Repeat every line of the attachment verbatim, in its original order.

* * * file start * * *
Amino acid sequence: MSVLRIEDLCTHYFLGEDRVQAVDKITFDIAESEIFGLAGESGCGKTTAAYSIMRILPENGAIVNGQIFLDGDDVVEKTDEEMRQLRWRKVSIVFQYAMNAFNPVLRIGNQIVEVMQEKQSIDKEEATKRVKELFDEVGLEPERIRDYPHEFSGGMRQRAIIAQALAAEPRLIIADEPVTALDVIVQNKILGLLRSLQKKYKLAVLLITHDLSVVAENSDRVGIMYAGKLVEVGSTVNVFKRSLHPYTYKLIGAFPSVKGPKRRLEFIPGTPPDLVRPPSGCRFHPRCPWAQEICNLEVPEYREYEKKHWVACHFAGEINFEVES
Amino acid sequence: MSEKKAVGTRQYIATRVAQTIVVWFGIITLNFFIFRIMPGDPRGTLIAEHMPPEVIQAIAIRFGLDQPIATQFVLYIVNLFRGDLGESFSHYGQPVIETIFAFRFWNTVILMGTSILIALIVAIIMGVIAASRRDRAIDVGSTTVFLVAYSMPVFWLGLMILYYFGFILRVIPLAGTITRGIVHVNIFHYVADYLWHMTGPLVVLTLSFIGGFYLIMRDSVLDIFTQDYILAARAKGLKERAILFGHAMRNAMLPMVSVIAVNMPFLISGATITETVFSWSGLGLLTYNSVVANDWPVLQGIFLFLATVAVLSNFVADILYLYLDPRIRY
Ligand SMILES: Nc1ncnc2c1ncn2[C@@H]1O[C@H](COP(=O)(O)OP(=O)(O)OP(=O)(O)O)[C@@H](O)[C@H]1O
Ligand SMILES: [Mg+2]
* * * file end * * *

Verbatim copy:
Amino acid sequence: MSVLRIEDLCTHYFLGEDRVQAVDKITFDIAESEIFGLAGESGCGKTTAAYSIMRILPENGAIVNGQIFLDGDDVVEKTDEEMRQLRWRKVSIVFQYAMNAFNPVLRIGNQIVEVMQEKQSIDKEEATKRVKELFDEVGLEPERIRDYPHEFSGGMRQRAIIAQALAAEPRLIIADEPVTALDVIVQNKILGLLRSLQKKYKLAVLLITHDLSVVAENSDRVGIMYAGKLVEVGSTVNVFKRSLHPYTYKLIGAFPSVKGPKRRLEFIPGTPPDLVRPPSGCRFHPRCPWAQEICNLEVPEYREYEKKHWVACHFAGEINFEVES
Amino acid sequence: MSEKKAVGTRQYIATRVAQTIVVWFGIITLNFFIFRIMPGDPRGTLIAEHMPPEVIQAIAIRFGLDQPIATQFVLYIVNLFRGDLGESFSHYGQPVIETIFAFRFWNTVILMGTSILIALIVAIIMGVIAASRRDRAIDVGSTTVFLVAYSMPVFWLGLMILYYFGFILRVIPLAGTITRGIVHVNIFHYVADYLWHMTGPLVVLTLSFIGGFYLIMRDSVLDIFTQDYILAARAKGLKERAILFGHAMRNAMLPMVSVIAVNMPFLISGATITETVFSWSGLGLLTYNSVVANDWPVLQGIFLFLATVAVLSNFVADILYLYLDPRIRY
Ligand SMILES: Nc1ncnc2c1ncn2[C@@H]1O[C@H](COP(=O)(O)OP(=O)(O)OP(=O)(O)O)[C@@H](O)[C@H]1O
Ligand SMILES: [Mg+2]